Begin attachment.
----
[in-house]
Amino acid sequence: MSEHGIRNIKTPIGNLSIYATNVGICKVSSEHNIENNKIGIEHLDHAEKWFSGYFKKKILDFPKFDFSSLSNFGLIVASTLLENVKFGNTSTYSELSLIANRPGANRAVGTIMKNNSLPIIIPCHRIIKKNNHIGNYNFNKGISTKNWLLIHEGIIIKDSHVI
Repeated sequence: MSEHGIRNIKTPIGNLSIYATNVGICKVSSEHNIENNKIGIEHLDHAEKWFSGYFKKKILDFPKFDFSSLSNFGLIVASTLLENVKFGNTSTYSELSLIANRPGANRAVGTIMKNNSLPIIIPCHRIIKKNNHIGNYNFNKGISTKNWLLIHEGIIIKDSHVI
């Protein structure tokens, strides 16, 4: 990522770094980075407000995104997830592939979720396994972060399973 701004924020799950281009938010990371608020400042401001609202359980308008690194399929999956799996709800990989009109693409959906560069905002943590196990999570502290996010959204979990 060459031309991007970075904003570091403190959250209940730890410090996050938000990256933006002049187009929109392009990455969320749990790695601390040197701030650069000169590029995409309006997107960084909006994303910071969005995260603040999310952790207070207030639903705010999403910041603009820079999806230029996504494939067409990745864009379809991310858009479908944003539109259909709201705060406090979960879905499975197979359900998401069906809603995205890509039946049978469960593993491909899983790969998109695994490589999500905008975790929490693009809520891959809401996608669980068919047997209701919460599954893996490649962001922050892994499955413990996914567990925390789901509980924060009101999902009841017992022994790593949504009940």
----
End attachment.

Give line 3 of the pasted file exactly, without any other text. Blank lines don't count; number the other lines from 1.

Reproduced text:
Repeated sequence: MSEHGIRNIKTPIGNLSIYATNVGICKVSSEHNIENNKIGIEHLDHAEKWFSGYFKKKILDFPKFDFSSLSNFGLIVASTLLENVKFGNTSTYSELSLIANRPGANRAVGTIMKNNSLPIIIPCHRIIKKNNHIGNYNFNKGISTKNWLLIHEGIIIKDSHVI